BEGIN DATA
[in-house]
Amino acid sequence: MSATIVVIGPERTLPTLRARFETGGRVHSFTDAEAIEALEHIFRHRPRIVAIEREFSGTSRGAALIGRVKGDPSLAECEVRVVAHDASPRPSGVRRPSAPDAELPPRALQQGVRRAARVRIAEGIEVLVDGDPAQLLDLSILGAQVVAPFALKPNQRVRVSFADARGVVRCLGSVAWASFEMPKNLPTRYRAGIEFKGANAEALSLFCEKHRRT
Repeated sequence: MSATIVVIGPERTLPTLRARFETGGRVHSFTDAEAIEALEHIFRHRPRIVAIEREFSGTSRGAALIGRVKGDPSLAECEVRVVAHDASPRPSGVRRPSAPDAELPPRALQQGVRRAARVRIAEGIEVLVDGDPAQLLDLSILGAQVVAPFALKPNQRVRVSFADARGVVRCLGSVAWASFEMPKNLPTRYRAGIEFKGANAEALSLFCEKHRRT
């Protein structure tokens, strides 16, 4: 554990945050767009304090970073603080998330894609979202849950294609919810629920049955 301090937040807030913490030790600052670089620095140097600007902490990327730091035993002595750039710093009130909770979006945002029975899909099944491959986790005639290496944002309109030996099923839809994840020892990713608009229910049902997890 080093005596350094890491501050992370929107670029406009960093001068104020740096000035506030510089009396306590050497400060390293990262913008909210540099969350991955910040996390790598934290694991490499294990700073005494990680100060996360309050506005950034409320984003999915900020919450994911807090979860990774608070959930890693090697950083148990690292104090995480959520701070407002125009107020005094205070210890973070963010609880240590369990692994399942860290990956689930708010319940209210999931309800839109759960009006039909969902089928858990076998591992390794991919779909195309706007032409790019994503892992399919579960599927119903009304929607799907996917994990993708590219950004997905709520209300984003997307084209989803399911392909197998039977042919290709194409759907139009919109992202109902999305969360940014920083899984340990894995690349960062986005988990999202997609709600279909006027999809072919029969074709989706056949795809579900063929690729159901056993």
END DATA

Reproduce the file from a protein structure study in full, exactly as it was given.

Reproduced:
[in-house]
Amino acid sequence: MSATIVVIGPERTLPTLRARFETGGRVHSFTDAEAIEALEHIFRHRPRIVAIEREFSGTSRGAALIGRVKGDPSLAECEVRVVAHDASPRPSGVRRPSAPDAELPPRALQQGVRRAARVRIAEGIEVLVDGDPAQLLDLSILGAQVVAPFALKPNQRVRVSFADARGVVRCLGSVAWASFEMPKNLPTRYRAGIEFKGANAEALSLFCEKHRRT
Repeated sequence: MSATIVVIGPERTLPTLRARFETGGRVHSFTDAEAIEALEHIFRHRPRIVAIEREFSGTSRGAALIGRVKGDPSLAECEVRVVAHDASPRPSGVRRPSAPDAELPPRALQQGVRRAARVRIAEGIEVLVDGDPAQLLDLSILGAQVVAPFALKPNQRVRVSFADARGVVRCLGSVAWASFEMPKNLPTRYRAGIEFKGANAEALSLFCEKHRRT
């Protein structure tokens, strides 16, 4: 554990945050767009304090970073603080998330894609979202849950294609919810629920049955 301090937040807030913490030790600052670089620095140097600007902490990327730091035993002595750039710093009130909770979006945002029975899909099944491959986790005639290496944002309109030996099923839809994840020892990713608009229910049902997890 080093005596350094890491501050992370929107670029406009960093001068104020740096000035506030510089009396306590050497400060390293990262913008909210540099969350991955910040996390790598934290694991490499294990700073005494990680100060996360309050506005950034409320984003999915900020919450994911807090979860990774608070959930890693090697950083148990690292104090995480959520701070407002125009107020005094205070210890973070963010609880240590369990692994399942860290990956689930708010319940209210999931309800839109759960009006039909969902089928858990076998591992390794991919779909195309706007032409790019994503892992399919579960599927119903009304929607799907996917994990993708590219950004997905709520209300984003997307084209989803399911392909197998039977042919290709194409759907139009919109992202109902999305969360940014920083899984340990894995690349960062986005988990999202997609709600279909006027999809072919029969074709989706056949795809579900063929690729159901056993």